first, peel your banana

andy-banana

Bananas don’t last long in the extreme Australian summer heat. Five were dying in our fruit bowl this morning. Mr FD manned up and added two to his lunch time salad, but two from five still left three. I decided to make the two ingredient cookies my granddaughters love (2 bananas : 1 cup rolled oats, bake at 200C for 15-20 minutes) . Except somehow I never manage to follow the recipe correctly – this time not quite enough rolled oats in the pantry- and so I topped up with muesli!

Earlier this morning I had noticed all the New Year Resolution posts popping up online. This year’s resolution for me was to be creative and I have given myself a 9 out of 10 for that resolution. Not quite a 10 because sometimes I am too lazy to do anything but sit and mindlessly flick through Facebook or mindlessly resort to old habits! By creative, I don’t just mean “arty”, I also mean trying too look at a world with a design mind – seeking new uses for things, being innovative in my life as well as creative. I am happy with what I achieved overall though.

Looking at the sad bananas in the fruit bowl, I though that maybe 2017 could be the year to work on food waste. We buy so many vegetables and fruits that just wither and rot in our refrigerator. Much of this is due to the fact that I have great plans for the week, but as each day passes and I get tired and the school work piles higher, I resort to pulling in for takeaway at night rather than even think about making a simple meal.  Bad girl!

Looking at it creatively, trying to minimise food waste also means that I am planning our shopping better – maybe even save money in the process. We will certainly eat better meals, and that will impact positively on my health, which we all know needs all the help it can get!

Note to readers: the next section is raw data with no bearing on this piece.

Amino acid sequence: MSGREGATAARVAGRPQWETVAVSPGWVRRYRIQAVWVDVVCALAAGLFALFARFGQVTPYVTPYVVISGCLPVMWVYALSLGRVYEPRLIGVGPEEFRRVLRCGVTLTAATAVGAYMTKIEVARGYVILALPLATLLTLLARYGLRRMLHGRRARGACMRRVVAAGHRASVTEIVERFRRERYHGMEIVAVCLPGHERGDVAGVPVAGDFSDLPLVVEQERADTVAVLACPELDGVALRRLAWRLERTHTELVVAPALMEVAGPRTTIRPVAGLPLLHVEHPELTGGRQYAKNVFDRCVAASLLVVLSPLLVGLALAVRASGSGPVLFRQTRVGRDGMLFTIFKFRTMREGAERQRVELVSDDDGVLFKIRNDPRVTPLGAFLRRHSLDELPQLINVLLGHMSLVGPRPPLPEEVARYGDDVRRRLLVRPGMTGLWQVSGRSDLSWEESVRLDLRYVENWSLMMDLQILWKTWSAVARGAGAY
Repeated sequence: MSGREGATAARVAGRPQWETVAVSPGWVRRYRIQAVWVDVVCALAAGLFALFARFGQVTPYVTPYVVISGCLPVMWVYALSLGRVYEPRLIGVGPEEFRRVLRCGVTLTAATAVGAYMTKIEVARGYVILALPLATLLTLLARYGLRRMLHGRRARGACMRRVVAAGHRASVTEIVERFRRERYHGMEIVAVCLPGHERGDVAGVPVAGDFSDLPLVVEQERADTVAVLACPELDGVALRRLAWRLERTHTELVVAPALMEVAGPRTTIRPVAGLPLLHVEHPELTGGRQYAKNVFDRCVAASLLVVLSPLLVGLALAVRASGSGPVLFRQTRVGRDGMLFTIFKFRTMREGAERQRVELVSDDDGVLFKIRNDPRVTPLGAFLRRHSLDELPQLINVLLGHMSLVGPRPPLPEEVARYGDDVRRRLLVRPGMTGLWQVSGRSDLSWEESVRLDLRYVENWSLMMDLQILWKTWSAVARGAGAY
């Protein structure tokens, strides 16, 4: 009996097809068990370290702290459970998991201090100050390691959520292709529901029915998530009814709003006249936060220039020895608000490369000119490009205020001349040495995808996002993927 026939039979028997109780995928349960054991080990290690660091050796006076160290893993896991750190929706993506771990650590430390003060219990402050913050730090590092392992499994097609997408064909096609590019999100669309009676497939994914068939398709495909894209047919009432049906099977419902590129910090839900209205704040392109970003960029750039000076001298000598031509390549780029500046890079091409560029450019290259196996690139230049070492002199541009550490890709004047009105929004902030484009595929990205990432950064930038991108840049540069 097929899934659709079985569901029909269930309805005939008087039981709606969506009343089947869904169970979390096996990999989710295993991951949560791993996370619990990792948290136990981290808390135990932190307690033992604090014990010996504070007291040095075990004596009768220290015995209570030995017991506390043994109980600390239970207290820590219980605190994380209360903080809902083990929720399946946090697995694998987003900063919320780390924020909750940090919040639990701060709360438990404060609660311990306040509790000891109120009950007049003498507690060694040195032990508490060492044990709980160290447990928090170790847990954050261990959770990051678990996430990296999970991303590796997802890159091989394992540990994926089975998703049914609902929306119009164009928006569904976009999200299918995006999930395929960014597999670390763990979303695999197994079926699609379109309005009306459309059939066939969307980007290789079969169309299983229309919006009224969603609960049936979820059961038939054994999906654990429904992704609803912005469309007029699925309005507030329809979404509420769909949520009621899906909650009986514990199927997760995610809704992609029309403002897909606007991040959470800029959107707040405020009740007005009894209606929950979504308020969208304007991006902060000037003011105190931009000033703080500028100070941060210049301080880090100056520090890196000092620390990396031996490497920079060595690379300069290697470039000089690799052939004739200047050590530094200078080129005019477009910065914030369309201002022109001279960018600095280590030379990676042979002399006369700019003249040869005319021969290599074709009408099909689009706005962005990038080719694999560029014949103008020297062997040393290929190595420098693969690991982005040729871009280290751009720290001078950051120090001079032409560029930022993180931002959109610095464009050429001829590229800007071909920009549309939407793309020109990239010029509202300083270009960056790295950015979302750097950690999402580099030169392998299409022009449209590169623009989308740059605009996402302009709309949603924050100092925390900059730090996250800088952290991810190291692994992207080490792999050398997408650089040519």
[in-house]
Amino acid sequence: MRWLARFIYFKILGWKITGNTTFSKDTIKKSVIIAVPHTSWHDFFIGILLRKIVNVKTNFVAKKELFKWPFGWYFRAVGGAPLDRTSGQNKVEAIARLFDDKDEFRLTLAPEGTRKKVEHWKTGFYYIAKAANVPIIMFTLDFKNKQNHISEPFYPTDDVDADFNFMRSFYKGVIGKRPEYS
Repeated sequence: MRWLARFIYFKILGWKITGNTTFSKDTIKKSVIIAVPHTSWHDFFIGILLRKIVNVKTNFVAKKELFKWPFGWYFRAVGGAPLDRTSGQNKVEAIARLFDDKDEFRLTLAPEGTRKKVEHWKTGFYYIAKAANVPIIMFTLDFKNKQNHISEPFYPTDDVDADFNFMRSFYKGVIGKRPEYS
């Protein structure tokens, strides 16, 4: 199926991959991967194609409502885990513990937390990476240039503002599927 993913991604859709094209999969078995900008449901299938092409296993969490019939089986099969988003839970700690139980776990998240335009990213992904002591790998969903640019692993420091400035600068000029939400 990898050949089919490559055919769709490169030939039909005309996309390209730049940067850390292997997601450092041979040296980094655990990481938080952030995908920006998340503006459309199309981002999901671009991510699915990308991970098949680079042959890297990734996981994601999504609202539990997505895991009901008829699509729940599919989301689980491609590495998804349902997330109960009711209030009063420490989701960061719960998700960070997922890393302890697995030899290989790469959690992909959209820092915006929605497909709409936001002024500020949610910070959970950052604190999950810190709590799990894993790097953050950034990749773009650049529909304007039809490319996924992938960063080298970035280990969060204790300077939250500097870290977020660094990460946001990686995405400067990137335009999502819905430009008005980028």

Mr FD  in recent weeks has become quite the hand at the barbecue, so if I  plan meals around that to start with, I can’t see how we can’t prosper. I have a slow cooker to use in colder months. It also continues on my 2016 creativity resolution, which makes me self-pleased. I am feeling superior already.

So, that’s it, folks – my resolution for 2017 is to reduce food waste in our home. Good for me, my family, the community and the planet. What’s not to love?

Just going to tell Mr FD what his first resolution for 2017 is…

 

 

 

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A foodie’s salute to Australia Day

Or foods Jamie and Nigella would never tell you about.

January 26 is our Australia Day, the day the celebrates the arrival of the British First Fleet of convict ships, under the command of Captain Arthur Phillip in 1788. It is the day that the indigenous world mourns.

We will be celebrating with a barbecue; surely the norm for the day. So to mark the celebrations I share with you  our foods, new and traditional that make Australia, well, Australia.

 

Australia Day 2016 11

a minimalist life lesson

useful

After a lifetime of living with myself, it appears I am still learning things about the person that I am. Since commencing my own Red Shoe Project and working towards minimalism I have learnt:

  1. Pace the project. I can’t start a project “gung-ho” if I mean to sustain it. This is because if I work for large chunks of time the quality control on my decision making diminishes in proportion to the length of time worked. My discipline goes right out the door.

Solution : I work best if I work in 20 or 30 minute chunks of time. A cup of tea, a walk to the mailbox with Augie Dog, or just doing a daily household chore refocusses me and I can return to the task with my decision making refreshed. Then, I can make the correct decision into which pile my belongings belong – bin, donate, save.